The value of the Peace’s remaining wetlands, sloughs, tufa seeps, forests and more cannot be overestimated. The Peace River Valley hosts three-quarters of B.C.’s bird species. It is part of a key migration corridor for many endangered species such as grizzly bears and wolverines. Global mass extinction is caused by allowing destruction of such key places. 

In 2015, the Biological Survey of Canada conduced a BioBlitz in the endangered Peace River Valley. Scientists found an astounding wealth of plants and animals they had no idea would live so far up north, tenacious outliers that are “either extending the range of their species or… remnants of past populations” (159).  The many surprises and secrets of the Peace River Valley will be brutally destroyed through government and corporate irresponsibility if the Site C dam is not stopped.

This book is enraging and informative. For instance, BC Hydro’s permit “to remove or destroy an unlimited number of eagle nests over an eight-year period” cost only $455. For less than one month’s rent, the lives of untold numbers of eagles are destroyed in one bureaucratic maneuver. I am outraged by the highhanded removal of almost “4,000 hectares of protected Peace River Valley farmland, an area the size of ten Stanley Parks, suddenly vanished from the Agricultural Land Reserve” under the BC Liberals’ irresponsible neglect of B.C.’s current and future food security.

The stamina and perseverance of the valley’s farmers under the threat of Hydro’s intimidation tactics makes this book a study in grassroots democracy as well. Ken and Arlene Boon’s steadfast dedication to the land and the people show a possible route for real reconciliation to develop, through respectful relations with Indigenous people and a shared love for the river.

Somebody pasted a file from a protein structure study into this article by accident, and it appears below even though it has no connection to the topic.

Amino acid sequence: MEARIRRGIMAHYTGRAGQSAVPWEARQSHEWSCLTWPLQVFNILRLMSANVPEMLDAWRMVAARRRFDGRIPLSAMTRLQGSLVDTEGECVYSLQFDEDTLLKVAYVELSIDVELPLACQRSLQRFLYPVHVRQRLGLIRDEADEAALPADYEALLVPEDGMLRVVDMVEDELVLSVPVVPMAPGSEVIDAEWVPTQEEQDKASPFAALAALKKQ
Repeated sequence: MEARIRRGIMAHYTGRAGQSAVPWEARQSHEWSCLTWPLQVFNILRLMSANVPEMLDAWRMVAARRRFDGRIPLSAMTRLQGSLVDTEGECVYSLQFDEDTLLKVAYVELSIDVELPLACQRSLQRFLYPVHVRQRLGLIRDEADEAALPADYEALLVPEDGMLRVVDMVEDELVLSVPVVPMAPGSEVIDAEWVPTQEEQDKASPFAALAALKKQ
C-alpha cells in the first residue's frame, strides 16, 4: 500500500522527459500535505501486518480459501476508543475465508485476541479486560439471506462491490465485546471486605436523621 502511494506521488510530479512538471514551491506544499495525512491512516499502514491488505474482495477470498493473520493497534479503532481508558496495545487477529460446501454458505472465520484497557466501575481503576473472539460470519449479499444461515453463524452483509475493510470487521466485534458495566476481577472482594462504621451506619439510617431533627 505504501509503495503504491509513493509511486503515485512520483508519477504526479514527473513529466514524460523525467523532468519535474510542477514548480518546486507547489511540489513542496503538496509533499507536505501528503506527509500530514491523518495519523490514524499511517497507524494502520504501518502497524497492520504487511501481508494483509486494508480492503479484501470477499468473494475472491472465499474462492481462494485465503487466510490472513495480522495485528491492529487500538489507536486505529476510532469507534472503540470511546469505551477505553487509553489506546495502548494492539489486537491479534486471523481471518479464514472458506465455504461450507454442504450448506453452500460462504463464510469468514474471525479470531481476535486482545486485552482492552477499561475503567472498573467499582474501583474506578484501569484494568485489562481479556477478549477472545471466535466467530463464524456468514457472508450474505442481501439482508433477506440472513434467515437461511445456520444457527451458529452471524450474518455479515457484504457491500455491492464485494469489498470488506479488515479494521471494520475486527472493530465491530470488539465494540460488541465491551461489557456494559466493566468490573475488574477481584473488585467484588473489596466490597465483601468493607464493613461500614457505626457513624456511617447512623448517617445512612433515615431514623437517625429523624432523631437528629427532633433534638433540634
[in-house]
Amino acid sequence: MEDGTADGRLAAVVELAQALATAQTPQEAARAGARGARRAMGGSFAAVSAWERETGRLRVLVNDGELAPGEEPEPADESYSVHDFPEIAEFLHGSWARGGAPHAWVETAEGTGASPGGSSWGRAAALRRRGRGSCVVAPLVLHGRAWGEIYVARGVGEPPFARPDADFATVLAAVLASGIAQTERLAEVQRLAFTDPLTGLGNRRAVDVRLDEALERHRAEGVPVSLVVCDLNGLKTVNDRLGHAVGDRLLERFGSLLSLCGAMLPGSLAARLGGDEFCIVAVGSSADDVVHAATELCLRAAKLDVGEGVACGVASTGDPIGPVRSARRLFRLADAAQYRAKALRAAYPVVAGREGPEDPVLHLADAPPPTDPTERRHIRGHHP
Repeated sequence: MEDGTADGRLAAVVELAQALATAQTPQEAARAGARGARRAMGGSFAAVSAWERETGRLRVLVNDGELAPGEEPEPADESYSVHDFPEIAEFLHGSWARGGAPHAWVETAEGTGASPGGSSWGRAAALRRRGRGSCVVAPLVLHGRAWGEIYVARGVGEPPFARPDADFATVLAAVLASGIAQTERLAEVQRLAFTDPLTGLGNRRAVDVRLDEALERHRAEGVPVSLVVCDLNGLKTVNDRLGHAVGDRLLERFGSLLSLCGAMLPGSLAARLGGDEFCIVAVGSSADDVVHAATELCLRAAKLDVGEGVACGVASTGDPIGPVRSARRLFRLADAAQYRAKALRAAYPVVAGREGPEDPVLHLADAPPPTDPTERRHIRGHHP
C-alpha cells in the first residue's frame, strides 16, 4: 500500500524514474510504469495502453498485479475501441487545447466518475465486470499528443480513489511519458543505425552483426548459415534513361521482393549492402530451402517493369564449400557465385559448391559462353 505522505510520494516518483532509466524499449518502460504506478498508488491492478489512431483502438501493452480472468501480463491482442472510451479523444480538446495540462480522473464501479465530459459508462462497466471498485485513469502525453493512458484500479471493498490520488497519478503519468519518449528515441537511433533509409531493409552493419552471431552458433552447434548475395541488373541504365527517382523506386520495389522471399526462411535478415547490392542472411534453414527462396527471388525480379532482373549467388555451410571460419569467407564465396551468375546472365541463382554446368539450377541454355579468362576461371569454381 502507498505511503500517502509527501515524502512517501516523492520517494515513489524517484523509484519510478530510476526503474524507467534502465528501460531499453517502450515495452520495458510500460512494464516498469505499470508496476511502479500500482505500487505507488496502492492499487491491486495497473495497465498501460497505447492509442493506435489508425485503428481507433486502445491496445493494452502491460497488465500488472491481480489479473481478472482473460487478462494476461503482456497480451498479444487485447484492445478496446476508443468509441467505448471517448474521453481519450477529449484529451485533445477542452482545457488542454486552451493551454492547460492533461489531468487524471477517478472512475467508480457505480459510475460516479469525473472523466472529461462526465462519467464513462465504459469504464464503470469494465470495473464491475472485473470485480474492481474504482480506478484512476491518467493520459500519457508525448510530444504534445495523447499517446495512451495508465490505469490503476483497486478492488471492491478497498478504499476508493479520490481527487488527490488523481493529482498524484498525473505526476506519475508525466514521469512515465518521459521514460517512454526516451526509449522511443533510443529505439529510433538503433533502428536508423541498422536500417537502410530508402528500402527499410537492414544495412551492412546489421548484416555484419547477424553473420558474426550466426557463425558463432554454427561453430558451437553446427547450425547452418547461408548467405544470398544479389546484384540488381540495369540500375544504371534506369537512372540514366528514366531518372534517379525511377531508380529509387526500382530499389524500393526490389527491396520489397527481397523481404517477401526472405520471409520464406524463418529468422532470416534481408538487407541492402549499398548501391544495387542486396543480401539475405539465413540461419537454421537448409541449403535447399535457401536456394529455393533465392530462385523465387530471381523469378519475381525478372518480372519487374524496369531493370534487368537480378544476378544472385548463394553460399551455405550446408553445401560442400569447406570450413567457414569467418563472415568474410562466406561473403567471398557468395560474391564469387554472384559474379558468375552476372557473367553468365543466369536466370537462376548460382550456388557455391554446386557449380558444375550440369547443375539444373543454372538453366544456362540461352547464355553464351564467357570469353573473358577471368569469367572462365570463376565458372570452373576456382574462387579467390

There is no need for Site C, and Hydro has unethically chosen to reduce its energy conservation programs in order to try to manufacture a fake case for Site C. Cox’s book outlines better alternatives to Site C, such as 200 potential pumped storage sites in southwestern B.C.:  “Even though a report commissioned by BC Hydro revealed pumped storage to be a viable, cost-effective option for the province, one that would leave a pinky toe of an environmental footprint compared to larger dams with their prodigious reservoirs, the government did not consider it an energy option” (219).  She notes how the blatant disregard for facts and evidence drove Harry Swain, who had chaired the research advisory panel for the Walkerton Inquiry, to break convention and speak out regarding the government’s dereliction of duty.  

B.C. is home to a world treasure that it fatally undervalues. Because of this neglect, this province risks destroying what makes it special. Read this book and then get organized. Pledge to support the First Nations court cases at witnessforthepeace.ca. Organize events to educate your neighbours and friends. Help to make the Peace a lived reality. Let’s all do our best to honour the Peace made by the Cree and the Dunneza, for which the river is named.

Photo: Louis Bockner